The use of plants, mushrooms, and animals for their psychedelic properties predates written history, and possibly even the emergence of Homo sapiens. Psychedelics have played an integral role in ancient cultures throughout the world. Within these cultures, they’ve been fundamental to healing, inspiring artistic and spiritual creativity, maintaining social solidarity, and opening up realms of the imagination not otherwise accessible. Over the past half-century in the United States, psychedelics have undergone a peculiar evolution in the mainstream from being wonder drugs, to horror-inducing chemicals, to nothing, and now recently, back towards wonder drugs with exciting therapeutic applications. It’s important to note that the deficiency of research on psychedelics in the past half-century wasn’t a result of a lack of scientific interest, but instead happened as a result of political forces that manifested in the 1960s and 1970s. Indeed, in the mid-20th century, psychedelic research demonstrated extraordinary potential for mental disorders and addiction, particularly alcoholism. In addition, LSD’s effects on the serotonin system transformed our understanding of neurotransmitter receptor systems, ushering in the modern era of biological psychiatry. However, once LSD escaped the laboratory and became widespread in the anti-establishment counterculture of the 1960s, the US Congress passed a law in 1970 that made LSD and other psychedelics illegal, classifying them as Schedule I substances with high potential for abuse and no accepted medical uses. An effective smear campaign accompanied the 1970 passage of the Controlled Substances Act, which instilled fear and anxiety with scare stories and other negative propaganda aimed at undermining their therapeutic value. With that, research money dried up, and highly effective research was ground to a halt despite psychedelics being a psychiatric linchpin for decades. Scientific research into psychedelics has excitedly accelerated in recent years and scientists are more and more eager to reconsider the therapeutic potential of these drugs. A new renaissance of clinical research is taking place in several universities across the United States. Psilocybin has been center stage in this recent resurgence of psychedelic interest, in part because it lacks the countercultural baggage that LSD has. Armed with a brief historical rundown of psychedelics, let’s take a look at the major types.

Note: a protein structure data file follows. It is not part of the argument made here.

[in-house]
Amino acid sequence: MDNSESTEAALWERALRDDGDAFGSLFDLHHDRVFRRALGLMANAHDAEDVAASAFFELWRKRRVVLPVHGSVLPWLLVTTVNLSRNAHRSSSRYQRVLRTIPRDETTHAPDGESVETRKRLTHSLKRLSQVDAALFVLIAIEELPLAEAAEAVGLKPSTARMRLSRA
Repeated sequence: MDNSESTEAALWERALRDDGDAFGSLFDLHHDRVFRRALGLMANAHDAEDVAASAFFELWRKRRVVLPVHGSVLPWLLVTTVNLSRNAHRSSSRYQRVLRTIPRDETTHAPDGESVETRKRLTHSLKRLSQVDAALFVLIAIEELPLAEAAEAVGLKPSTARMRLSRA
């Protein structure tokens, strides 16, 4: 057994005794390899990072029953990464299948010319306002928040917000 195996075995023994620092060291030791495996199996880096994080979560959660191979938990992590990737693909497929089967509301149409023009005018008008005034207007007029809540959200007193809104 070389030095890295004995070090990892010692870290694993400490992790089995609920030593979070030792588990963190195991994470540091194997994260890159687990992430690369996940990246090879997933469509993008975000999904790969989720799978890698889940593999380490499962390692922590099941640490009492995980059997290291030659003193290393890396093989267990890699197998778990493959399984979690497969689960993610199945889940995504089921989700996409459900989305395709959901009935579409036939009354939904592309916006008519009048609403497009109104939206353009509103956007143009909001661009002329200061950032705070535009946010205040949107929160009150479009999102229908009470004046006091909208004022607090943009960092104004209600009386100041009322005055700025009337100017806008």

The following sections highlight the various types of psychedelics that are commonly used to produce a psychedelic experience. Reality Sandwich has comprehensive substance guides for most, if not all, of the following psychedelics mentioned.

There are more than 200 species of mushrooms that contain the psychoactive compounds psilocybin and psilocin. Psilocybin is the main psychoactive compound that binds to and activates serotonin 5-HT2A receptors in the brain. Upon ingestion, the body removes a phosphorus atom from psilocybin, which turns it into psilocin. The most commonly consumed and cultivated psilocybin-containing mushrooms come from the Psilocybe genus, which comprises approximately 200 gilled mushrooms, roughly half of which contain psilocybin and psilocin. Psilocybes can be found growing in the wild throughout the world. Some of the most common include Psilocybe cubensis, Psilocybe cyanescens, Psilocybe semilanceata, Psilocybe azurescens, and Psilocybe aztecorum.